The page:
While the partitioned armies of India and Pakistan were still busy in dividing assets and escorting refugee caravans, tribal raiders made their way into the Kashmir Valley, blazing a trail of loot, rape and ruthless killings. The outnumbered Jammu and Kashmir forces holding the state border could not beat back the tribal torrent, and they were further weakened by defections in some units. Unable to stem the tide of the invasion, the Maharaja of Kashmir acceded to India, and as a result the responsibility for checking the invaders fell on the Indian Army, then still under a British Commander-in-Chief.
1 Sikh, the nearest unit available, was flown to Srinagar on 26 October 1947 with the aim of throwing back the raiders. Adequate information about the magnitude of the threat in terms of numbers, weapons and the direction of the thrust was not forthcoming, nor was there time to evaluate in detail the size and composition of the force required to meet it. There were no cohesive units and formations readily available for immediate induction, and as a result units formed by collecting returning elements from Pakistan were dispatched to the Jammu and Kashmir theatre piecemeal.
The late Lt Gen Kalwant Singh, then a major general and one of the few among the 90 or so King’s Commissioned Indian Officers (KCIOs) in service at that time who had held assignments of some consequence, was appointed theatre commander. The initial reaction was to send troops wherever raiders were reported. Operations conformed to the prevalent British mountain warfare tactics, which basically meant picqueting the heights dominating the axes to enable movement of administrative columns along them. The units and formations were led by young Indian officers who as the operations developed grew up with responsibility. Luckily, most of the troops were war veterans and knew the business of war.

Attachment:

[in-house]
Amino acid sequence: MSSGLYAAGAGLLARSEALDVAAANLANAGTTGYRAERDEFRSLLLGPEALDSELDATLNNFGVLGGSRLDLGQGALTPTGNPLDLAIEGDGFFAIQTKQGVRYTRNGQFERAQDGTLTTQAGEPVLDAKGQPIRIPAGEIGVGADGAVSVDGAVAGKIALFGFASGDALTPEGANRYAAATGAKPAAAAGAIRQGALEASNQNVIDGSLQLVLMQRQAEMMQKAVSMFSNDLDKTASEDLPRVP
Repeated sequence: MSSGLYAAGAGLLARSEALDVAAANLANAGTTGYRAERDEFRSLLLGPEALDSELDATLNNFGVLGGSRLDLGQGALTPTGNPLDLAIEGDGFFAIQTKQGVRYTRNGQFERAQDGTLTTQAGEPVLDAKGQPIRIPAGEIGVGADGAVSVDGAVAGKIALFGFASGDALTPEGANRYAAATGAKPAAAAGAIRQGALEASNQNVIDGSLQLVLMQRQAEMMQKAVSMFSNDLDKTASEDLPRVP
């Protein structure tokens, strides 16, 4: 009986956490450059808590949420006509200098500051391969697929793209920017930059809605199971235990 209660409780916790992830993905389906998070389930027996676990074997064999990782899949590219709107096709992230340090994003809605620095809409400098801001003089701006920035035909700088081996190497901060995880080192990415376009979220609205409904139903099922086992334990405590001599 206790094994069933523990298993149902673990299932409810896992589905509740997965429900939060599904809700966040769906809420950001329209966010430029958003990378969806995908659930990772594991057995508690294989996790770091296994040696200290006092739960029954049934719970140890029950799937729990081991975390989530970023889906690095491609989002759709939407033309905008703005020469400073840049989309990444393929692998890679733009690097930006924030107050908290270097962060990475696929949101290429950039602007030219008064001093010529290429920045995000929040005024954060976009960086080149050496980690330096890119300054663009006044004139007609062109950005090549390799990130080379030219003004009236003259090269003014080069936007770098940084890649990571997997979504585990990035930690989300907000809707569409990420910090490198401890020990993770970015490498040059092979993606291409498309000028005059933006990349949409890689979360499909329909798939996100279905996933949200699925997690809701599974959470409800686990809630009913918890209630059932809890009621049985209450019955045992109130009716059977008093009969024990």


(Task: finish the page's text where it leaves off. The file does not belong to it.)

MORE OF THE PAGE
A study of the Jammu and Kashmir operations does not reveal any overall strategy either for trapping and destroying the intruders or to block the routes of entry and exit along the state border or even to restore the integrity of these borders. These moves appear to have been expedients to cope with situations as they arose rather than designed to fit into a well-thought-out overall strategy. Two thrusts were developed in the Kashmir Valley, one towards Domel under Brig (later Lt Gen) L.P. Sen and the other towards Tithwal under Col (later Lt Gen) Harbakhsh Singh. As an offshoot of Sen’s offensive, a battalion under Lt Col (later Brig) Pritam Singh was inducted in Poonch along the Uri-Haji Pir Pass road. This unit was isolated immediately after induction with the routes leading to Poonch cut off by the raiders on all sides.
In other sectors of this little war, operations continued to be directed to link up with the beleaguered Poonch garrison. Poonch was saved because of the indomitable spirit and rare boldness Pritam Singh displayed. He carried out a series of forays deep into enemy–held territory to keep the raiders at bay. Such stunning blows of attrition were inflicted on them that they got scared of the garrison and its commander. But these actions depleted his regular strength to the extent that he had-to fall back on the local militia to meet his ever–growing needs of manpower.